“After the hearing, the Senator said, ‘This is a shame,’” recalled Zell. “The Smithsonian remains should either be repatriated to their families or communities of origin, or we should build a memorial, sort of a ‘Tomb of the Unknown Soldier,’ for those who cannot be identified.”
Zell recounted, “He said they ought to be reinterred with some dignity. They should not be sitting in boxes at the Smithsonian.”
Sen. Inouye charged his staff with investigating a site on the National Mall for a memorial to Native peoples. Their research uncovered one suitable spot left on the Mall. The only problem was that it had been reserved for the Smithsonian. “There were other federal sites in Virginia and Maryland but the Senator said, ‘no,’ that he wanted it on the Mall,” says Zell. “He said he might consider combining a memorial with the Smithsonian’s desire to build a Museum of Man on that site. This is the site now occupied by the NMAI.”
“The Senator called the Smithsonian Secretary and asked him what he thought about this and then mentioned that he’d been invited to New York City to see the Museum of the American Indian/Heye Foundation collection and asked if he would like to accompany him,” says Zell.
In April 1987, Inouye’s group visited the MAI in New York City. At its former Research Branch in the Bronx, says Zell, “everything was crammed to the gills.”
“There was a tall file cabinet, a whole row of tall file cabinets, and Senate Indian Affairs Committee Chief Counsel Alan Parker (Chippewa Cree Tribal Nation), saw a rifle butt sticking out from the top of one of the cabinets. Out of curiosity, he pulled it down. Allen, who is a great, great, great grandson of Chief Sitting Bull, looked it over and saw that it was Chief Sitting Bull’s rifle.”
Harjo adds, “When we first took the Senator to the collection, I was one of the Museum of the American Indian’s trustees showing him around. The museum’s director only wanted to show him ‘guns and gold’ in the vault at the exhibit area. Many of us wanted to show him the warehouse in the Bronx where 97 percent of the collection was stored. So he saw the guns and gold and was properly impressed, and we went to the warehouse.”
A shocking sight greeted them. Says Harjo, “There was a flood the night before. There were wharf rats, huge water bugs and, of course, the water damage was extensive. It was, for example, on the bottom of fringe of buckskin dresses – hundreds of them were lined up and hanging on one big metal brace. The floodwater and sewage water had gotten on the fringe and what happens is that it just doesn’t stop there but creeps – it was creeping upward and staining the bottoms, not just the fringes, but all the dresses. There was no way to stop it except to let it run its course.”
“At the same time,” Harjo recalls, “the inventory, such as it was, existed on recipe cards. A lot of them had gotten wet and were curled up like big Fritos. They had them on top of everything; on top of file cabinets and desks were these big Fritos. Some of them were fine because they were typed on index cards, but some of them were written in ink and were bleeding. You would not in the future really be able to tell what they said. This was the scene we walked into.”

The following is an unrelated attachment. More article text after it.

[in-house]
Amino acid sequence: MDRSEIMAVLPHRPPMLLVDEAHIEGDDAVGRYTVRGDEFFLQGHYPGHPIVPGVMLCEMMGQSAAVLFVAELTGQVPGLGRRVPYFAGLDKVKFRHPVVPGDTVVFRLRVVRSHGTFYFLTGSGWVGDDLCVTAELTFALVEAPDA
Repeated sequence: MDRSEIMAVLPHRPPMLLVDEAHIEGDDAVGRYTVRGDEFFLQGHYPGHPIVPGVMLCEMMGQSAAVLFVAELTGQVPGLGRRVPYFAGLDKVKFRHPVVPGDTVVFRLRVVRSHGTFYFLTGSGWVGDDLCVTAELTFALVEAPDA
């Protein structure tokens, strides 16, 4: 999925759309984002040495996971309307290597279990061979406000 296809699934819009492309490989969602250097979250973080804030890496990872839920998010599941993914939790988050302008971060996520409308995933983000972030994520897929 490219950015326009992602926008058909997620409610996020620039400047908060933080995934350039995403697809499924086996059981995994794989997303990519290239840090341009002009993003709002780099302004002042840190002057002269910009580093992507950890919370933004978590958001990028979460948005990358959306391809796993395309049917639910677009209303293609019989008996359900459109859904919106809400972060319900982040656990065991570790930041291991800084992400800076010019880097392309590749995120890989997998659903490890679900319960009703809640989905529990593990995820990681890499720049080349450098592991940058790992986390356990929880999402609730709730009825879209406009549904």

“Granted, it was worse then it normally would be,” says Harjo. “But this was the Senator’s and the Smithsonian Secretary’s introduction [to the collection], its care and treatment, its inventory and its general state of being. This was behind the guns and gold.”
The prevailing opinion was that the collection had to be saved – and fast. Says Zell, “In any event, this took a long time, from our start in 1987, and scores of New York City meetings, and then very gradually getting to a point where we could work out all of the legal issues.” The transfer of the collection to the Smithsonian in D.C. raised numerous practical issues, says Zell. “How was it going to be financed, how it would be maintained, and a means by which the collection that came to Washington could also be made available to the New York entity, which would be the New York City presence of the museum. There were a lot of wrinkles to be ironed out.”
“However, the way in which all these events, pieces came together was really magical and mysterious,” says Zell. “There was an energy right from the beginning. There was a strong wind blowing and that strong wind was the desire to build this museum coming from maybe many generations past. That strong wind blew through, seemingly picking up all these people that it needed – Senators, people such as David Rockefeller of New York City, and many other people, and made them all pawns in this effort of implementing the vision of the museum.”
Says Harjo, “What was wonderful to me about Sen. Inouye was his respect for us, the way he listened to our oral history, the way he understood it, and the way he identified with what we were trying to accomplish when it came to human remains and to property and to sacred objects and all those things.
“His gateway was through the human remains and he understood that without any more discussion. Everything else was style and personal oral history, and he understood the heart of it and the passion for it.”
Says Harjo, “We wanted what we at first called a cultural center to be a place where the policy makers and the people who made laws about us would have to look us in the face while they were making these laws – so they would be better laws. Sen. Inouye really understood that.
“When it came time for us to really focus on a ‘place’ for the museum he literally looked down from his hideaway office balcony in the U.S. Capitol, saying, ‘What’s that blank spot down there?’ And we said, ‘What are you talking about?’ He said, ‘The one between the U.S. Botanical Garden and the Smithsonian’s National Air and Space Museum.’
“His Capitol office looked down on the site that was designated to be the National Museum of the American Indian,” says Zell. “He was always looking at the site and said that one day there will be a museum. And it was appropriate that it would be facing the Capitol.”
Sen. Campbell remembers Inouye saying many times, and publicly, “This is a city of monuments [Washington, D.C.], and yet there has never been a monument to Native peoples.” The refrain became familiar to those who worked closely with Inouye and Campbell during the early years of the museum’s development.